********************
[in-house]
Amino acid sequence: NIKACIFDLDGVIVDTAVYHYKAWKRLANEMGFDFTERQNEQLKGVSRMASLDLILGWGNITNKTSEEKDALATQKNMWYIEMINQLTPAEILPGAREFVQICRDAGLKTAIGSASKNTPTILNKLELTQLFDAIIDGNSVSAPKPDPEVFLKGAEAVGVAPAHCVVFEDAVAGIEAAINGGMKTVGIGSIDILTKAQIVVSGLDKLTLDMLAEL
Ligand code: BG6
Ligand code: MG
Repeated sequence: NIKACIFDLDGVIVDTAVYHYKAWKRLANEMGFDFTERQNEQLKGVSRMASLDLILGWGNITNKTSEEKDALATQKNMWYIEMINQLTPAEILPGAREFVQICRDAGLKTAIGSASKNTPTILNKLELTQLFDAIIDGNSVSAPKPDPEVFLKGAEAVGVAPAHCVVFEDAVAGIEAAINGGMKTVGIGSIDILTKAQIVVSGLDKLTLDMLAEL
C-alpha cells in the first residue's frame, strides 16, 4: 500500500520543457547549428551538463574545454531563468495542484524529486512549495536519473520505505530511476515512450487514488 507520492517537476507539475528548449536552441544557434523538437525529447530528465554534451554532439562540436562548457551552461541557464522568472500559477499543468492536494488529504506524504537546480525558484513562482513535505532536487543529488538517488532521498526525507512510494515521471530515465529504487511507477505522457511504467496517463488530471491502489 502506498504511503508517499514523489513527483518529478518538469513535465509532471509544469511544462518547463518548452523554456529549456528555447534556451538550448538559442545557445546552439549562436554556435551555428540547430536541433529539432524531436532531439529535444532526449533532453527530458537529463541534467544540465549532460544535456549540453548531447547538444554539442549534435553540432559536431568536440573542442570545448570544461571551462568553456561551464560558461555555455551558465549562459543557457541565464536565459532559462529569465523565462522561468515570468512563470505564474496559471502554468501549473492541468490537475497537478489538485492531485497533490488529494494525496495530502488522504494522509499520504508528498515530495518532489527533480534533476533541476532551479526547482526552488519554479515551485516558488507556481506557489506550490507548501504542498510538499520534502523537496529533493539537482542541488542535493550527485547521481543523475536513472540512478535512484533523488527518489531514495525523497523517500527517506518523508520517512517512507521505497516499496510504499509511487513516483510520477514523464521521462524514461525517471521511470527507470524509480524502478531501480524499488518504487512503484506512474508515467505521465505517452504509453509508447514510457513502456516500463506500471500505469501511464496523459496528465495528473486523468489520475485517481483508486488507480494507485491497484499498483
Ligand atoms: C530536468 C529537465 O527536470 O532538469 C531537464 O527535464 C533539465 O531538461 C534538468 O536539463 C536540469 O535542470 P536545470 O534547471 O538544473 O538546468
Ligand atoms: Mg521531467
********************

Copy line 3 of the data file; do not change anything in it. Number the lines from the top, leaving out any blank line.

Ligand code: BG6